The controversy surrounding “I’m Real” continued with Lopez’s use of the n-word. Frequent collaborator Cory Rooney mentioned the singer was not appealing to “urban” radio stations as she still catered to pop. With the approval of Tommy Mottola, then Sony Music Entertainment’s chairman/CEO and Mariah Carey’s ex-husband (this will be relevant in a few more sentences), Lopez got pushed into the urban market. Hence the rapper-heavy remixes of “I’m Real,” “Ain’t It Funny,” and “I’m Gonna Be Alright” (which later pissed off 50 Cent when he was traded for Nas). This post-Diddy transition led to the team-up with Ja Rule, who wrote this jarring lyric for Lopez: “Now people screaming what the deal with you and so and so/ I tell them n—-s mind their business, but they don’t hear me, though.”
Lopez may be a Latina, but her roots trace back to Europe, not to indigenous or Afro-Caribbean people. So the singer didn’t have a right to the word. Despite the outrage, Rule defended Lopez. Lopez herself commented in 2001: “For anyone to think or suggest that I’m racist is really absurd and hateful to me. The use of the word in the song… it was actually written by Ja Rule [and] it was not meant to be hurtful to anybody.”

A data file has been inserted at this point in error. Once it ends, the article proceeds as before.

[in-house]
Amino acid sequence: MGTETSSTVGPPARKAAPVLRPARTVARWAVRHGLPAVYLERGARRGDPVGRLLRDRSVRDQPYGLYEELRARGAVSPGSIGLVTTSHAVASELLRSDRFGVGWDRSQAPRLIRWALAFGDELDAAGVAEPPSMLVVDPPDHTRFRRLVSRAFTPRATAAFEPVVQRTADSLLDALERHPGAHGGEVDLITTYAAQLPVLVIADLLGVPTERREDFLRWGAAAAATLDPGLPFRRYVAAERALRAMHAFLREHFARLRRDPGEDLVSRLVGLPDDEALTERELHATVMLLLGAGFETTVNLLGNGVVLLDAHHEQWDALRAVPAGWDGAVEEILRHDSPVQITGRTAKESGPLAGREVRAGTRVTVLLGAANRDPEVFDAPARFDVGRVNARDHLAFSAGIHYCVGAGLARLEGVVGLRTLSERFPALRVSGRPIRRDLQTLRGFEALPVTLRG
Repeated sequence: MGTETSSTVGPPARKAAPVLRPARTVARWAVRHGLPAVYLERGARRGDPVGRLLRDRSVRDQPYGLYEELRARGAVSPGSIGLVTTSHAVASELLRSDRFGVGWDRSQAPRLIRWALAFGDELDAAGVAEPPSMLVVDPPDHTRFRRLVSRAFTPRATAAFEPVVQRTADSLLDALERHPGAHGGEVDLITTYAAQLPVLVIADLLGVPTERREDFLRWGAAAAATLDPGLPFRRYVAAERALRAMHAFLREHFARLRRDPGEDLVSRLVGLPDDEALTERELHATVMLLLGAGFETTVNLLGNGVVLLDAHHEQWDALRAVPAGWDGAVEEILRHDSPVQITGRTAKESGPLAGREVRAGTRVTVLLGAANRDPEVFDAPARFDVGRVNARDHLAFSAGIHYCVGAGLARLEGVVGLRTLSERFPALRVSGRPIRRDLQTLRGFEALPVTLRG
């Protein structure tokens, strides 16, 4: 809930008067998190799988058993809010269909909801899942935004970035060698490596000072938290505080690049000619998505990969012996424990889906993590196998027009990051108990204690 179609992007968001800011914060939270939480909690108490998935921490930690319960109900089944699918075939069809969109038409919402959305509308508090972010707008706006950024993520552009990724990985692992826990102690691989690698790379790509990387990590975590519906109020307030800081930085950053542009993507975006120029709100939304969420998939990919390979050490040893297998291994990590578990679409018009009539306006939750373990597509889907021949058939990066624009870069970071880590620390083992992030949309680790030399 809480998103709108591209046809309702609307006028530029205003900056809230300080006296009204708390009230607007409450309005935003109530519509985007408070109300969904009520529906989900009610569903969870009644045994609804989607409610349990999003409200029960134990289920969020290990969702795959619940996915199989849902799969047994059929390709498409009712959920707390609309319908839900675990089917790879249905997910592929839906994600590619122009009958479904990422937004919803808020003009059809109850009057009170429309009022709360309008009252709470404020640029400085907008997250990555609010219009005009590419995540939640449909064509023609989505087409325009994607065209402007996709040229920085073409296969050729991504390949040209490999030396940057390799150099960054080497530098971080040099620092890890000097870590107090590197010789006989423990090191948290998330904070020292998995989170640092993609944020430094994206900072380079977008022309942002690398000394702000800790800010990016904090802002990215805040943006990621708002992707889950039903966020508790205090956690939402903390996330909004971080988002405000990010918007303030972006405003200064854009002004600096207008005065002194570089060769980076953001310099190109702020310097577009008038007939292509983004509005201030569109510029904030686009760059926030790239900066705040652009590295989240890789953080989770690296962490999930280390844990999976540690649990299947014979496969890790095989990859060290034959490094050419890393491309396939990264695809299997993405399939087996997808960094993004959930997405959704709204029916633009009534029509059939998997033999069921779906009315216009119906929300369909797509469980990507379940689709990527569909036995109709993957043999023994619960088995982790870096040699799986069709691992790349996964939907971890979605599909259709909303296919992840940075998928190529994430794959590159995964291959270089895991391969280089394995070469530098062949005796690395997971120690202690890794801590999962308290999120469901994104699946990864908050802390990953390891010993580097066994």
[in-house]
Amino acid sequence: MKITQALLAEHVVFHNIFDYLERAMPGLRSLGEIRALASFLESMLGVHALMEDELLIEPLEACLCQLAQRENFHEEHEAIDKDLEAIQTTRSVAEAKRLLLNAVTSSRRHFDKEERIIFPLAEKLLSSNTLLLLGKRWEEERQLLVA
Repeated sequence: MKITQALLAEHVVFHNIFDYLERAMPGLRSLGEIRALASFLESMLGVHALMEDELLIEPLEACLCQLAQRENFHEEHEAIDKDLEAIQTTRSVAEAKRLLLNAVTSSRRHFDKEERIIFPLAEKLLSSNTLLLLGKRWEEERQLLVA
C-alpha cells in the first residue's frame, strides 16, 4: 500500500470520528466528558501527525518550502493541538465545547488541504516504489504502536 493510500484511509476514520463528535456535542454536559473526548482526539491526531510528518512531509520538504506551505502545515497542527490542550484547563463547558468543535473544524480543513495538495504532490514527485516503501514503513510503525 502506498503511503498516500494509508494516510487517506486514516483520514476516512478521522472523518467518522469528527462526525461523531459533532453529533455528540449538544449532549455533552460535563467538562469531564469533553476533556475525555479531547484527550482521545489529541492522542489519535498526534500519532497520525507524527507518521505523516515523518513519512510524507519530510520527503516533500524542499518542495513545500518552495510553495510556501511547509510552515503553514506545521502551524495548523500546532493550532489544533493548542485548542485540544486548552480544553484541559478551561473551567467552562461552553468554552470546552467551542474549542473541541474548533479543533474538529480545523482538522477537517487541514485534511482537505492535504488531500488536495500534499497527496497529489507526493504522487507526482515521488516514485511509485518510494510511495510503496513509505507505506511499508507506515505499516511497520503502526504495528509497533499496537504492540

The layers of cultural appropriation were later overshadowed by a revelation about Lopez’s longstanding feud with Mariah Carey, which birthed the infamous “I Don’t Know Her” meme. Carey’s memoir The Meaning Of Mariah Carey discusses the backlash that befell 2001’s Glitter and how former husband Mottola allegedly blackmailed her. “Loverboy,” found on the film’s soundtrack, originally included a sample of Yellow Magic Orchestra’s 1978 hit “Firecracker.” Carey claims Mottola sabotaged her by giving the sample to Lopez instead, which was used in the original version of “I’m Real.” Carey later settled for Cameo’s “Candy” for the final version of “Loverboy.”
“I feel like I haven’t even started yet,” Lopez told Rolling Stone a month following J.Lo‘s release. “I’m looking forward to the ninth album, the thirtieth movie. I want to write more songs, tour, find the right roles, have my own family. That’s why I have so much energy. I know what lies ahead.” Twenty years later, she’s made it happen: Lopez has teased a ninth album with the release of new single “In The Morning” and has 35 feature film credits (her latest romcom Marry Me will premiere in May).
Lopez has become more than just a triple-threat entertainer, tacking on mother, producer and businesswoman (she recently launched a skincare line) to her resumé. Vocal mishaps aside, her ear for hits and natural charisma transformed her into a vessel for success. And it all traces back to jumping over the sophomore slump with J.Lo. The album cemented her signature yin and yang: Jenny From the Block and J. Lo The Brand.